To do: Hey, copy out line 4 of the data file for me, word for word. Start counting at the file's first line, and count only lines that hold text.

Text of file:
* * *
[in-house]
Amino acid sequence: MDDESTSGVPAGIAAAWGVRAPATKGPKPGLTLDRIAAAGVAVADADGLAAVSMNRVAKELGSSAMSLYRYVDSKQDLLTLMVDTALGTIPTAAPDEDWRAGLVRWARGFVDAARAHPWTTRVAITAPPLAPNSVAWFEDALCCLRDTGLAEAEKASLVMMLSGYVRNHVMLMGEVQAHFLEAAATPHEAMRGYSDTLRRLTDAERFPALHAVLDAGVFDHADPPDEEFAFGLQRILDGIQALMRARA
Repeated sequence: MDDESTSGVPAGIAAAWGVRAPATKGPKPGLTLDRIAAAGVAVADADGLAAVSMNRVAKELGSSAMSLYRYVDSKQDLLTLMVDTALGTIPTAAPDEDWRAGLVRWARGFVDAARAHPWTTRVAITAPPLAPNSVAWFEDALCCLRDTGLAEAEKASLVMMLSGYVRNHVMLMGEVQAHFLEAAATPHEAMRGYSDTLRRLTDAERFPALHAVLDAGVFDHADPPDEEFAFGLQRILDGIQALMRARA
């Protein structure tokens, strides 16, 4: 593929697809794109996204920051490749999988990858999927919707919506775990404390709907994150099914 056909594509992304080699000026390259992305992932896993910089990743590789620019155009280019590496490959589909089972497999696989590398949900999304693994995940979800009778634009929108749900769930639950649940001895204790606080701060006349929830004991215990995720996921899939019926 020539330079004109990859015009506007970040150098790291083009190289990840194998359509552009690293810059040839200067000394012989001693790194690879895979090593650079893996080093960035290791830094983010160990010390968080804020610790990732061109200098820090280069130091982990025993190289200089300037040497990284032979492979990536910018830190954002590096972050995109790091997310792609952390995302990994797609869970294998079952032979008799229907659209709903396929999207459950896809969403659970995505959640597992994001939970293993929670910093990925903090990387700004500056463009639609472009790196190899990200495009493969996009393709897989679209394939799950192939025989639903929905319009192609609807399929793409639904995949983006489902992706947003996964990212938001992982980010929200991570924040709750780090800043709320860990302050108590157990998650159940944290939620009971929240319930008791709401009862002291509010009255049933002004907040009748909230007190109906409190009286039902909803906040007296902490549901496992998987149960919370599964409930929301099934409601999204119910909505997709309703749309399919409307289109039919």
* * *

């Protein structure tokens, strides 16, 4: 593929697809794109996204920051490749999988990858999927919707919506775990404390709907994150099914 056909594509992304080699000026390259992305992932896993910089990743590789620019155009280019590496490959589909089972497999696989590398949900999304693994995940979800009778634009929108749900769930639950649940001895204790606080701060006349929830004991215990995720996921899939019926 020539330079004109990859015009506007970040150098790291083009190289990840194998359509552009690293810059040839200067000394012989001693790194690879895979090593650079893996080093960035290791830094983010160990010390968080804020610790990732061109200098820090280069130091982990025993190289200089300037040497990284032979492979990536910018830190954002590096972050995109790091997310792609952390995302990994797609869970294998079952032979008799229907659209709903396929999207459950896809969403659970995505959640597992994001939970293993929670910093990925903090990387700004500056463009639609472009790196190899990200495009493969996009393709897989679209394939799950192939025989639903929905319009192609609807399929793409639904995949983006489902992706947003996964990212938001992982980010929200991570924040709750780090800043709320860990302050108590157990998650159940944290939620009971929240319930008791709401009862002291509010009255049933002004907040009748909230007190109906409190009286039902909803906040007296902490549901496992998987149960919370599964409930929301099934409601999204119910909505997709309703749309399919409307289109039919």